Fans of classical piano should find this collection of performances from something of an institution around Boston a rare delight.
Leonard Shure in Concert at Jordan Hall. Leonard Shure, piano. Bridge Records 9374A/B (two compact discs: 98:11)
CHOPIN: Piano Sonata No 2 in B flat minor (“Funeral March”); Ballade No. in G Minor; Prelude No. 23 in F; Prelude No. 24 in D Minor. BRAHMS: Phantasien, Op. 116. SCHUMANN Fantasy in C.
By Michael Ullman.
There’s an endearing story in the notes to this welcome, live recording by the once celebrated pianist and teacher Leonard Shure, who died on Nantucket in 1995 at the age of 85. Shure was a performer before he was a pianist, we are told: at the age of two and a half, he made his professional debut singing vaudeville songs with his mother as accompanist. Nine years later, he gave his first concerto performance in Chicago. Still in his teens, he went to study for six grueling years with the celebrated Artur Schnabel, whose Beethoven recordings are still unmatched.
In an age of temperamentalists, Schnabel stressed the perhaps doomed attempt of a pianist to express the composer’s intentions. Like his teacher, Shure learned to stress structure and clarity of line over local effects and individual mannerisms. Yet how stunning, as well as appropriate, those local effects could be in his hands. He is a sober pianist, one might say, and yet his playing could be revelatory.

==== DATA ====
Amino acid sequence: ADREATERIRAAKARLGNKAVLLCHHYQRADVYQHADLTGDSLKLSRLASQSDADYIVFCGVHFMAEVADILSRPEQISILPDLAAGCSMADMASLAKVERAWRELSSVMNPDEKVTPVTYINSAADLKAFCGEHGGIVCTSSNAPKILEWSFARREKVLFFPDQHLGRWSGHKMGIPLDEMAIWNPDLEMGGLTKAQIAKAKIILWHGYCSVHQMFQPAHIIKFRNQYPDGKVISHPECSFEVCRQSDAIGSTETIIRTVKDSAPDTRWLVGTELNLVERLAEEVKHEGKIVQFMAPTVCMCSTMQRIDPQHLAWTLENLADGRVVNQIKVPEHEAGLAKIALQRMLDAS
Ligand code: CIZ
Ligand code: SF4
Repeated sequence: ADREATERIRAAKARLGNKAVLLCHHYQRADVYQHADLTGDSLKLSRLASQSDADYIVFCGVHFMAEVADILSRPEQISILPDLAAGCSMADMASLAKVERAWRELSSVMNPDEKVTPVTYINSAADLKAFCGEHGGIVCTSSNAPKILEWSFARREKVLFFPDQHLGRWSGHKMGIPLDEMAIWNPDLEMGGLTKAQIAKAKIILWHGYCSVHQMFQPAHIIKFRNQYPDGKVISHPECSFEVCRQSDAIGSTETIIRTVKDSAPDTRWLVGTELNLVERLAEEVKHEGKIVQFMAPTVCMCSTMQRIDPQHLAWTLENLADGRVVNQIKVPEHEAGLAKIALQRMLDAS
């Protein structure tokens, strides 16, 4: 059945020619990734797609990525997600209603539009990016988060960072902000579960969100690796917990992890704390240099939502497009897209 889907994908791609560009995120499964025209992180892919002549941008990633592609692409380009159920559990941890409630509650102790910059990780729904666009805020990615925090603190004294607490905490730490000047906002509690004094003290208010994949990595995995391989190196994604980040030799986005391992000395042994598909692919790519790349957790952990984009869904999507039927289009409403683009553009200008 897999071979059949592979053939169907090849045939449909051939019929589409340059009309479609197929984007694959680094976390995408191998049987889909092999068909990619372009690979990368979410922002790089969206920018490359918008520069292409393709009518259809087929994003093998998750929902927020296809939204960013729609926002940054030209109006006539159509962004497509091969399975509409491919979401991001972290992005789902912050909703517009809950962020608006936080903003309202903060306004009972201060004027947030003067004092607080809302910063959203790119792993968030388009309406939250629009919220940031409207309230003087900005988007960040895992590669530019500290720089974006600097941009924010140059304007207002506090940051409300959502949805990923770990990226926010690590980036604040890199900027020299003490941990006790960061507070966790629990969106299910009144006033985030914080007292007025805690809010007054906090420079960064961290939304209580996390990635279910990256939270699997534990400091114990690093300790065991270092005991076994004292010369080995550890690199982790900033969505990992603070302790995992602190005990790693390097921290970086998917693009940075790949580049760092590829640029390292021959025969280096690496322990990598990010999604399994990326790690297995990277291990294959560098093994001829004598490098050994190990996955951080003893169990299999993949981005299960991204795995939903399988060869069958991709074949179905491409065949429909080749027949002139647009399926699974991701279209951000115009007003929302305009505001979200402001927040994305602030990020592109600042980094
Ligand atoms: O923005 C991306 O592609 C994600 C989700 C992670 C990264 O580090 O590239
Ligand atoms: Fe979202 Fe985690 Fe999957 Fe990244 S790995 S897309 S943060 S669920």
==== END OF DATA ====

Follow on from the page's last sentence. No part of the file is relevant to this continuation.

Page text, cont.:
He was also something of an institution around Boston, teaching at the New England Conservatory and then at Boston University while concertizing as well, though too intermittently for the peace of mind of his various managers. Nonetheless many Bostonians heard him repeatedly, typically at Jordan Hall, where the music found here was recorded in three concerts between 1977 and 1980. As far as I can tell, these are the only readily available Shure performances. (A series on Audiofon is out of print.)
The Bridge Records release would be valuable even if the market were flooded. I don’t know of a more tender version of the first Chopin Ballade, nor few that are, when the time arrives, more successfully magisterial and imposing. What I have called Shure’s sobriety, his unwillingness to indulge in excessive rubato, for instance, doesn’t mean that his playing is colorless. His dynamics are wide. His often hushed playing is suggestive and leads inevitably if mysteriously into whatever grand excitement that follows. Shure’s tempos are slower than most. Rarely is that heard as a problem.
Though Maurizio Pollini’s Scherzo to the Chopin Sonata is more electric than Shure’s, I have rarely heard as magical a Marche funebre. He plays the theme intently, with the steadiness of tempo of a real march, and with a gradual crescendo that is hair-raising. Somehow Shure can play softly without any diminution of tension: his whispering nuance leaves the listener holding his or her breath. The Schumann Fantasy might not seem to be ideal material for this approach, but Shure makes it his, emphasizing the piece’s sometimes not apparent logic while doing justice to Schumann’s delightful eccentricity. Fans of classical piano should find this collection a rare delight.